From fragility to resilience: Recommendations for implementing the US global fragility strategy

People make noise during a protest against an epidemic of kidnappings sweeping Haiti, amid deepening political unrest and economic misery, in Port-au-Prince, Haiti April 15, 2021. Picture taken April 15, 2021. REUTERS/Valerie Baeriswyl

The U.S. Global Fragility Act (GFA) is groundbreaking legislation that elevates the challenges of fragility. It calls for the U.S. government to adopt new ways of working to better assist fragile states. The White House recently announced the long awaited list of countries and regions where the GFA will be piloted over a 10-year period, guided by a U.S. global fragility strategy.

The strategy lays out a critical, but also wide-ranging and ambitious framework to help fragile states exit their predicament. The concern is how to implement such an ambitious framework—which includes promoting human rights and the rule of law, as well as strengthening service delivery, governance, and security institutions, and improving early warning mechanisms and natural resource management—while also fostering a more vibrant civil society, private sector, and free media.

To effectively guide these efforts, the U.S. government must focus on three core elements of the strategy that collectively provide for the strategy’s organizing framework, method of planning and operations, and venue for strategic partnerships, dialogue, and collective action.   

These core elements align with an emerging “fragility to resilience” paradigm within the development community, which is focused on achieving more effective foreign assistance and development cooperation.   

We highlight the three major elements below and recommend next steps.  

1. A fragility to resilience approach

The U.S. global fragility strategy is focused on four goals—prevention, stabilization, partnership, and management. While not apparent from these goals, the strategy’s implicit framework for attaining them is rooted in resilience. Resilience is the identification of potential complex risks of crises and the building of absorptive, adaptive, and transformative capacities to address these risks, their root causes, and ensuing crises.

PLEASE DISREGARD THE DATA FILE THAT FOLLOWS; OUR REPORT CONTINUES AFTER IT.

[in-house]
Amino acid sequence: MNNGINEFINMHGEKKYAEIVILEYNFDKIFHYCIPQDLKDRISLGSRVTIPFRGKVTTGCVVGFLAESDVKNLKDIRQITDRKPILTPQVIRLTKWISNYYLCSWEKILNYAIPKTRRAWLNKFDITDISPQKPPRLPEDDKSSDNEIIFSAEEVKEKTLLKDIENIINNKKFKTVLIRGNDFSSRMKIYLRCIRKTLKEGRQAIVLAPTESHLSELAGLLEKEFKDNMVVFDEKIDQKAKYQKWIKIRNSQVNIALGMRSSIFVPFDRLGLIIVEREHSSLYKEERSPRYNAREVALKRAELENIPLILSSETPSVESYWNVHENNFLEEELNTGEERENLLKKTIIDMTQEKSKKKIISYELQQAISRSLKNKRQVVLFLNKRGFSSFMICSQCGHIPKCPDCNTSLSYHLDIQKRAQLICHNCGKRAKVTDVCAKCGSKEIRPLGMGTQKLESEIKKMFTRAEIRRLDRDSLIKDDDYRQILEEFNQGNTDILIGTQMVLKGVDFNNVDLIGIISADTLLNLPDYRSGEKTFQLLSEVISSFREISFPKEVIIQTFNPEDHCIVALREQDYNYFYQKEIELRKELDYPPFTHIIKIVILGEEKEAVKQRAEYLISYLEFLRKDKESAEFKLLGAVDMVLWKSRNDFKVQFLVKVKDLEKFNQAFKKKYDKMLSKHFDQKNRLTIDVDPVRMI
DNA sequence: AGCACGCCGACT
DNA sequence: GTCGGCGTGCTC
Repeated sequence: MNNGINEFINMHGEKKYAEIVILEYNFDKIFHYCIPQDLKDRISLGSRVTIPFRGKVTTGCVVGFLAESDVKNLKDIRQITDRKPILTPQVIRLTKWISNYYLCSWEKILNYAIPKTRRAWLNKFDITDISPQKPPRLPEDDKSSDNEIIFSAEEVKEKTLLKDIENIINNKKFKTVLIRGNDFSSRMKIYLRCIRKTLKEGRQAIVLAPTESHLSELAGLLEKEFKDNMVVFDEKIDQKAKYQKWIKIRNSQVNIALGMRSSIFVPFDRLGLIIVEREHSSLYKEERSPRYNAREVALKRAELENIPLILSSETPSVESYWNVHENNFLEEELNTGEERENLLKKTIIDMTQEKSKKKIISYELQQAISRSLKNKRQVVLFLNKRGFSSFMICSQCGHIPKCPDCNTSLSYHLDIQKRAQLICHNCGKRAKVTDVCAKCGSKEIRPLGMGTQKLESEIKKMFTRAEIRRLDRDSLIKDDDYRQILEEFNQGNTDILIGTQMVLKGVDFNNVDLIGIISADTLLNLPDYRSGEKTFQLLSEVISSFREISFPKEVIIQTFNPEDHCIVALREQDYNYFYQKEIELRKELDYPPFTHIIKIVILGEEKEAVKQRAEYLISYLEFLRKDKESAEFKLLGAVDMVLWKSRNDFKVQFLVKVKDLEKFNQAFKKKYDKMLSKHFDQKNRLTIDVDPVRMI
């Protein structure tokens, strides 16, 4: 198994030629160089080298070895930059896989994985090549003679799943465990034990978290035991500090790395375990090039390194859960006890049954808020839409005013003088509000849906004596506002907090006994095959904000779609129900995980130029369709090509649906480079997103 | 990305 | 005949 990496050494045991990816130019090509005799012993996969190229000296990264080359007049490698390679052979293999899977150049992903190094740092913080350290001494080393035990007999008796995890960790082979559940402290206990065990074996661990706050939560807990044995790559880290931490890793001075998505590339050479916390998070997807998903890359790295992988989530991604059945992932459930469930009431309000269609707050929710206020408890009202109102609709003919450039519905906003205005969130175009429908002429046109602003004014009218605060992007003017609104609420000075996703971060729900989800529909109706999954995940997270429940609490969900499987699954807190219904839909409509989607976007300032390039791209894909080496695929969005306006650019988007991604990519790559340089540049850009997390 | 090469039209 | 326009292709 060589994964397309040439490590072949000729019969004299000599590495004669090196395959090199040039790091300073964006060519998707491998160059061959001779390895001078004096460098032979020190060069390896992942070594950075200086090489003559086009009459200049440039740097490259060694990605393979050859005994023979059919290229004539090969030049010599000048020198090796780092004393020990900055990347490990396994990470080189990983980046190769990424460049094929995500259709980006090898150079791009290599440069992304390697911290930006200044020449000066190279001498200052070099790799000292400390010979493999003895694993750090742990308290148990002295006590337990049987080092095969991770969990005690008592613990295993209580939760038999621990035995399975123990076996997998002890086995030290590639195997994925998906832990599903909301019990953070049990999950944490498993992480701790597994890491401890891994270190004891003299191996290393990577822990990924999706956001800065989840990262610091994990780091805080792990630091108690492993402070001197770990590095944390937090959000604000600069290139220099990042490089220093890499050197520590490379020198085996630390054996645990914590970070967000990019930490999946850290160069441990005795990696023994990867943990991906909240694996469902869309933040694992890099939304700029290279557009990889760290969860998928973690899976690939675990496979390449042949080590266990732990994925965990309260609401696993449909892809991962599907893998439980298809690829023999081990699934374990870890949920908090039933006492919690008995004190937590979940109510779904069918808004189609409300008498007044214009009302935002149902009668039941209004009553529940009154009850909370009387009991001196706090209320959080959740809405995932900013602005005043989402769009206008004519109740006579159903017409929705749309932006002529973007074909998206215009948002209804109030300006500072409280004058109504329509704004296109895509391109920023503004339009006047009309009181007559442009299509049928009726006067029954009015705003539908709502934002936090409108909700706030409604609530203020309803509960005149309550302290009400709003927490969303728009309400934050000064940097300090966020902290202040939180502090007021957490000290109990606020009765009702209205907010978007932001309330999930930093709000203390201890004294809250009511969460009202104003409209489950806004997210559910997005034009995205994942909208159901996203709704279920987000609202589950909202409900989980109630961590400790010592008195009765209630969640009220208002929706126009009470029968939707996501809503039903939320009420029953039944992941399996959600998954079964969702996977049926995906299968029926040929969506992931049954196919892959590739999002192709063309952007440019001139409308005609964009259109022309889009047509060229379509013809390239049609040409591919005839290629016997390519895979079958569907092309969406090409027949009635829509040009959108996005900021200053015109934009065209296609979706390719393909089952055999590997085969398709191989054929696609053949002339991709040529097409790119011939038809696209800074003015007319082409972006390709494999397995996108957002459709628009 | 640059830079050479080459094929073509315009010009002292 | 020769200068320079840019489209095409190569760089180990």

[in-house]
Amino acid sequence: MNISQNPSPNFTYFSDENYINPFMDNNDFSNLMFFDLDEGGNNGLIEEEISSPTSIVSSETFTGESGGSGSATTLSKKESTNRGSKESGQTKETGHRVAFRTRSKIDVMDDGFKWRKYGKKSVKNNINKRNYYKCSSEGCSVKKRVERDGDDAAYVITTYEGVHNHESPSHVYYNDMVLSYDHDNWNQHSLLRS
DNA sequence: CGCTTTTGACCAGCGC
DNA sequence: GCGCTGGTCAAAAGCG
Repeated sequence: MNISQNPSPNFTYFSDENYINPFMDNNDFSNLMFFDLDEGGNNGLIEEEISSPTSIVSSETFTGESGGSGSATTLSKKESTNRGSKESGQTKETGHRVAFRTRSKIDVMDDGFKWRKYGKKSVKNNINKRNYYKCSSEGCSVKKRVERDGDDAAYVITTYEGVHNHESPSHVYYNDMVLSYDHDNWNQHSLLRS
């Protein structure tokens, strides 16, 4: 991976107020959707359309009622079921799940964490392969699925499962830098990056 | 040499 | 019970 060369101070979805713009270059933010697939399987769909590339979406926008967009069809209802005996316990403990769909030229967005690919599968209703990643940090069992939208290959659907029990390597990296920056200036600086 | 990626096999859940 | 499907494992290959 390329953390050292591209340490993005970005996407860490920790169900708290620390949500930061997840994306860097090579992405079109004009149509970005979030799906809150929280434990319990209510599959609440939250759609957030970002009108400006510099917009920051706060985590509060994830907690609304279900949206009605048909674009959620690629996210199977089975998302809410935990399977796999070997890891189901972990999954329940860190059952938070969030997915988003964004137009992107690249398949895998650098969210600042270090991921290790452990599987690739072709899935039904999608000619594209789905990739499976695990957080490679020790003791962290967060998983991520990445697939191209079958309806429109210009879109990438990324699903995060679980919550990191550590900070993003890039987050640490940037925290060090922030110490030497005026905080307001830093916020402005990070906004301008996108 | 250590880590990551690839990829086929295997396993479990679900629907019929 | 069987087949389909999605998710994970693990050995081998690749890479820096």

The strategy affirms that the “United States will adopt a multi-pronged, multi-sectoral approach to strengthen the resilience of partner nations.” To do this, it outlines a framework using resilience language: “Fragile countries face an array of often compounding shocks and stresses that can include civil unrest, complex humanitarian emergencies, natural disasters, and economic volatility. The United States will align diplomacy (including public engagement), assistance, investment, defense engagement, and other tools to help partners end protracted or recurrent crises and absorb, adapt to, and recover from such shocks and stresses.”

The U.S. global fragility strategy’s use of resilience as a guiding framework is vital for the GFA’s successful implementation and aligns to new approaches to apply resilience for prevention and stabilization efforts. The “Pathways for Peace” report highlights the need to shift from an early warning to a risk and resilience perspective for more upstream prevention efforts, since early warning signals can often appear too late when options for redress are limited.

Moreover, if prevention fails, a resilience framework will have guided U.S. government efforts to strengthen local capacities to absorb and adapt to emerging shocks so they do not turn into full blown catastrophes, and to transform systems, institutions, and social contracts in the face of crises. While prevention has always been part of resilience thinking, it has for too long been placed in a programmatic silo. The Pathways report helps overcome this by observing that resilience is the best means of prevention.


A potential barrier to the strategy’s approach is that for many within the U.S. policy community, resilience is still synonymous with food security. To address this misconception, champions for a broader U.S. government approach to resilience must emphasize how other major donors (like the European Union and the Foreign, Commonwealth and Development Office) and multilateral institutions (like the Organization for Economic Cooperation and Development (OECD), World Bank, and United Nations) are embracing this shift. Likewise, they can highlight how the State Department and USAID programs for health and education have applied a wider notion of resilience for addressing fragility.

As the Bureau for Humanitarian Assistance finalizes its own framework to address complex crises, it could use resilience as an umbrella framework for relief and recovery efforts. Relief and recovery approaches are still too concentrated on meeting human needs and not on building resilient capacities to risks and crises.